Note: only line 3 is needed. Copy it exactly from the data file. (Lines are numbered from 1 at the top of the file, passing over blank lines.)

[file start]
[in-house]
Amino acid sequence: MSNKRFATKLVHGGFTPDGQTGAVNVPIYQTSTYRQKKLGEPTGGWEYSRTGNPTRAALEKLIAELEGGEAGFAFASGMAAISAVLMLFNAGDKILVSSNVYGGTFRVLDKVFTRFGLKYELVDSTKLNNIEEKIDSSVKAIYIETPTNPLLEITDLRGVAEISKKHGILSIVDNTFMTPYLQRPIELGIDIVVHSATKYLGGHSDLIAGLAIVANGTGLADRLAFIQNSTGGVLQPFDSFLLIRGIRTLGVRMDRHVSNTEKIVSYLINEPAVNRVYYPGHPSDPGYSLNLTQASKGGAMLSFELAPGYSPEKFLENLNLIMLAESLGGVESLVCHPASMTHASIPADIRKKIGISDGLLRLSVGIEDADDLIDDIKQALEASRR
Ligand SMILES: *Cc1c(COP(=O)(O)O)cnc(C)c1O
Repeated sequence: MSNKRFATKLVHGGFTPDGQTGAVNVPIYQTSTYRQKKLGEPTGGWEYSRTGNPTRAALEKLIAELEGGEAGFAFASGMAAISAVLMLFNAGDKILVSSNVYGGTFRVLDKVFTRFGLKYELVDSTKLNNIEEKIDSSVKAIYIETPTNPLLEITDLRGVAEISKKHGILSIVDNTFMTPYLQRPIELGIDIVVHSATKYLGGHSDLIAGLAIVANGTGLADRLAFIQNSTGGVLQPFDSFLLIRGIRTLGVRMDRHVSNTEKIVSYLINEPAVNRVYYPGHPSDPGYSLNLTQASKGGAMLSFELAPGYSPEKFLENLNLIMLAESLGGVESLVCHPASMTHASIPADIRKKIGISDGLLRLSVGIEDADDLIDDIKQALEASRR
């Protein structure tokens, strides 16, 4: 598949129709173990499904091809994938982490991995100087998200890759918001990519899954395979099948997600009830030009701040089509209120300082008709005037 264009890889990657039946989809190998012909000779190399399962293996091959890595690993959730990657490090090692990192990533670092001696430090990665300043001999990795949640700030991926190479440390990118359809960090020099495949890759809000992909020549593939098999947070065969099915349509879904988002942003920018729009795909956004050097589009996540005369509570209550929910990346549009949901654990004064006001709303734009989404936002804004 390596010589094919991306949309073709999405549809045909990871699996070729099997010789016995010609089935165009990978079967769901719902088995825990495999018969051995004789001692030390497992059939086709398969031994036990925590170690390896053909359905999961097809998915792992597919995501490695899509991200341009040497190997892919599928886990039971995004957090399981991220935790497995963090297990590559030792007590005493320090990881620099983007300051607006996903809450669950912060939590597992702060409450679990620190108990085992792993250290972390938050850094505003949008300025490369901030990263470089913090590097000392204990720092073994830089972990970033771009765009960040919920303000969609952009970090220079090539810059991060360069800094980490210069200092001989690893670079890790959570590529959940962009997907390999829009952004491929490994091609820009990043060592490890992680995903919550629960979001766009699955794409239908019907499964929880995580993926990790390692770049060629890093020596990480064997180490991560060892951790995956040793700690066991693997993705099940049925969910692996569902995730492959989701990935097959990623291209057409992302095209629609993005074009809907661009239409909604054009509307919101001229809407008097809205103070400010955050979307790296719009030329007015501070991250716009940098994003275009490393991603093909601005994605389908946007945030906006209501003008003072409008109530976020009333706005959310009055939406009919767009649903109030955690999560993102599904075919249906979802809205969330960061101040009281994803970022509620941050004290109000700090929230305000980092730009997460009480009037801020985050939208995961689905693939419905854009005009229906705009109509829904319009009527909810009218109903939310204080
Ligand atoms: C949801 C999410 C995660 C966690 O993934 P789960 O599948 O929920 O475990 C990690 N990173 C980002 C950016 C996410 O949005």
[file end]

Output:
Ligand SMILES: *Cc1c(COP(=O)(O)O)cnc(C)c1O